More research is needed to determine whether offshore wind turbines will affect North Atlantic right whales’ food source around the Nantucket Shoals, scientists have concluded in a new report. And it may be challenging to divorce those impacts from those brought by climate change.  

Right whales, a critically endangered species, are using the shoals, an area of shallow waters, for breeding and feeding. The shoals lie east of several planned offshore wind projects. Last year, federal scientists expressed concern that wind projects could disrupt right whales’ food supply: dense collections of tiny organisms, called zooplankton.


In response, the Bureau of Ocean Energy Management, the lead agency on offshore wind development, convened an independent committee in April to evaluate what impacts wind turbines might have on the shoals and the whales’ prey.  

However, due to knowledge gaps and a lack of research on this side of the Atlantic, the answers remain elusive.  

“The studies available about the effects and implications of wind farms on local ecosystems are not sufficient to say with absolute certainty whether the turbines would have effects,” said committee chair Eileen Hofmann, a professor at Old Dominion University and chair of the scientific committee, which worked under the National Academies of Sciences.

“But with everything we do know at this time, we conclude that those effects are difficult to compare to the impacts of all the other forces … especially with the existing and future effects of climate change,” she said in a statement. 

The committee’s 100-page report, released last month, recommends studies to measure potential offshore wind impacts on right whale prey. Studies also need to isolate those possible impacts from other drivers like climate change and natural variability, the report said.

The committee focused on the “hydrodynamics” of the shoals, meaning the movement of water. Turbine blades spinning hundreds of feet above the ocean’s surface extract energy from the air, which can affect surface currents. The towers, rooted in the seafloor, can cause an “ocean wake,” which will make the water behind the turbine more turbulent. 

How significant those turbine effects might be, and whether they will be positive, benign, or negative for right whales and their food source, remain unanswered and complicated questions. 

However, the wind industry, which funded a separate study on the question, has concluded that climate change remains a bigger threat to the whales, and one that would outweigh potential impacts from wind turbines.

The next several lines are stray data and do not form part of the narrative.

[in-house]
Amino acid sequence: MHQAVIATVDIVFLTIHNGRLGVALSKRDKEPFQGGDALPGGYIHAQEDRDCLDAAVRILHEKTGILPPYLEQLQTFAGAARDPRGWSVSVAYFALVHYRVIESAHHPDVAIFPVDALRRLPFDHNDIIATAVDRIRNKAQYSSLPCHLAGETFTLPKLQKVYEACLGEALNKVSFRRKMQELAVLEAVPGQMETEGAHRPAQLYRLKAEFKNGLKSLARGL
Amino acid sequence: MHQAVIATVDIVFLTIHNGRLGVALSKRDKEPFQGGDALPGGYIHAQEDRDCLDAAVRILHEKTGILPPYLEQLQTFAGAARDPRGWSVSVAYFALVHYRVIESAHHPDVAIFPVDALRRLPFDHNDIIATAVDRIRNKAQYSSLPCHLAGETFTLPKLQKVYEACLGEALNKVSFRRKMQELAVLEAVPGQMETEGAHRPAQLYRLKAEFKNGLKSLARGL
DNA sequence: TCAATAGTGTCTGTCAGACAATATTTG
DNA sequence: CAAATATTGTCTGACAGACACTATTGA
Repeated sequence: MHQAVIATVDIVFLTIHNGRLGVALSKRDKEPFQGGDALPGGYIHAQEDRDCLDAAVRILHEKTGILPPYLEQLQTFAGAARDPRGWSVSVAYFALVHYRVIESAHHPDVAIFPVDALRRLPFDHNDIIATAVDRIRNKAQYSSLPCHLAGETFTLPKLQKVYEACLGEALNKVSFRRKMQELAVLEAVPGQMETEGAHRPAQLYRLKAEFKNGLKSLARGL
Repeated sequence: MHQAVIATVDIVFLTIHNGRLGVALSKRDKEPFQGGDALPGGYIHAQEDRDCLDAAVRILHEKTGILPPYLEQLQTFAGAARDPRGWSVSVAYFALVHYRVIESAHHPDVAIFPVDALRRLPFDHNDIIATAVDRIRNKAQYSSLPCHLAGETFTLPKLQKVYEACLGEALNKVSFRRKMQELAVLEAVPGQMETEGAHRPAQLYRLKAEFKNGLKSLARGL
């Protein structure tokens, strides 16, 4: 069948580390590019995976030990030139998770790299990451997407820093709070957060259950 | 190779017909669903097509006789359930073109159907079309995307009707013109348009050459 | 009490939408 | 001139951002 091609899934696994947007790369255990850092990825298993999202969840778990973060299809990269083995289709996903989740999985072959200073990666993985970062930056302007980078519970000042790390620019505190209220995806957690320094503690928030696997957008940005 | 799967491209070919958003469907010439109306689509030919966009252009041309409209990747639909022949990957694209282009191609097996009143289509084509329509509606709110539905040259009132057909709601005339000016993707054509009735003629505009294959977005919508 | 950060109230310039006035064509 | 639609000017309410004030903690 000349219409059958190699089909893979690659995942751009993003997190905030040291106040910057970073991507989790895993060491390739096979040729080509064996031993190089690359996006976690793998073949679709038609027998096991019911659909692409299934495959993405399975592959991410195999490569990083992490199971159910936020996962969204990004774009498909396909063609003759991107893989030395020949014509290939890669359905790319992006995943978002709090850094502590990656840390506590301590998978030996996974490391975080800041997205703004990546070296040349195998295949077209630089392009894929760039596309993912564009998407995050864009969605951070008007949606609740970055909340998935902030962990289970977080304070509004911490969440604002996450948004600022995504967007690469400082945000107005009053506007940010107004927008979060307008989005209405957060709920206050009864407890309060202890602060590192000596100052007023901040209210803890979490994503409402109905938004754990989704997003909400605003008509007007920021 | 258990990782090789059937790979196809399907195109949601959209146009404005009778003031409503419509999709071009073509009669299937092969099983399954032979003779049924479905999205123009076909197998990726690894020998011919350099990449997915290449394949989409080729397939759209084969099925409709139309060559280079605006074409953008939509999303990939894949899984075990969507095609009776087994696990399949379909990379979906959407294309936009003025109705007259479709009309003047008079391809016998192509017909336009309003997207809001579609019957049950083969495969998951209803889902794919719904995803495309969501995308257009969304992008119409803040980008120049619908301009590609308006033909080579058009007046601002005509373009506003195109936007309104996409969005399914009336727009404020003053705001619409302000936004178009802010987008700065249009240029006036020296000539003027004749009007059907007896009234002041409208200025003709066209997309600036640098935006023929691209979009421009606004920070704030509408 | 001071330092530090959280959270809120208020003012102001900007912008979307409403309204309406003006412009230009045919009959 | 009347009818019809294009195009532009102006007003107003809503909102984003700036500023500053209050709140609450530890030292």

Kyle Baker, a marine geologist with the Bureau of Ocean Energy Management, spoke on the need for more research during a talk about right whales at a wind industry conference last month.  

“There’s lots of uncertainties,” Baker said ahead of the report’s release (which he hadn’t seen), “but there’s also lots of information we do know … that are leading us to ask better questions.”

This map shows a major portion of the Nantucket Shoals in relation to planned wind lease areas. The location of geographic features and wind lease areas is approximate. Credit: Kellen Riell / The New Bedford Light. Sources: Bureau of Ocean Energy Management, Paper: “Spatial ecology of long-tailed ducks and white-winged scoters wintering on Nantucket Shoals”

How right whales feed

Right whales need to feed on dense collections of zooplankton, and disruptions to zooplankton could have “significant energetic and population consequences” for the whales, wrote federal scientist Sean Hayes in a 2022 letter to the Bureau of Ocean Energy Management. 

Changes to ocean currents from turbines could affect how densely the plankton aggregate, and in turn, how effectively the right whales feed. 

How turbines may affect zooplankton remains unclear. Wind turbines could cause an increase in zooplankton aggregation (which would support right whales), a decrease in zooplankton (which would harm the whales), or have no appreciable impact, the report states.

A graphic from NOAA Fisheries shows how turbines might change ocean circulation, and how it could affect endangered right whales’ ability to feed on their prey, zooplankton.

The report issued recommendations to federal agencies, including the Bureau of Ocean Energy Management and the National Marine Fisheries Service, on what monitoring they should require before, during, and after wind farms are installed. Only seven offshore wind turbines are operating so far in the United States, so data on their effects is limited or absent, particularly for the shoals region. 

The committee also highlighted the need for more research and scientific models to identify where right whales and zooplankton are found, and why. 

The government agencies should support studies and data collection during all phases of offshore wind development at various scales -– from a single wind turbine to a series of wind farms, the committee recommended.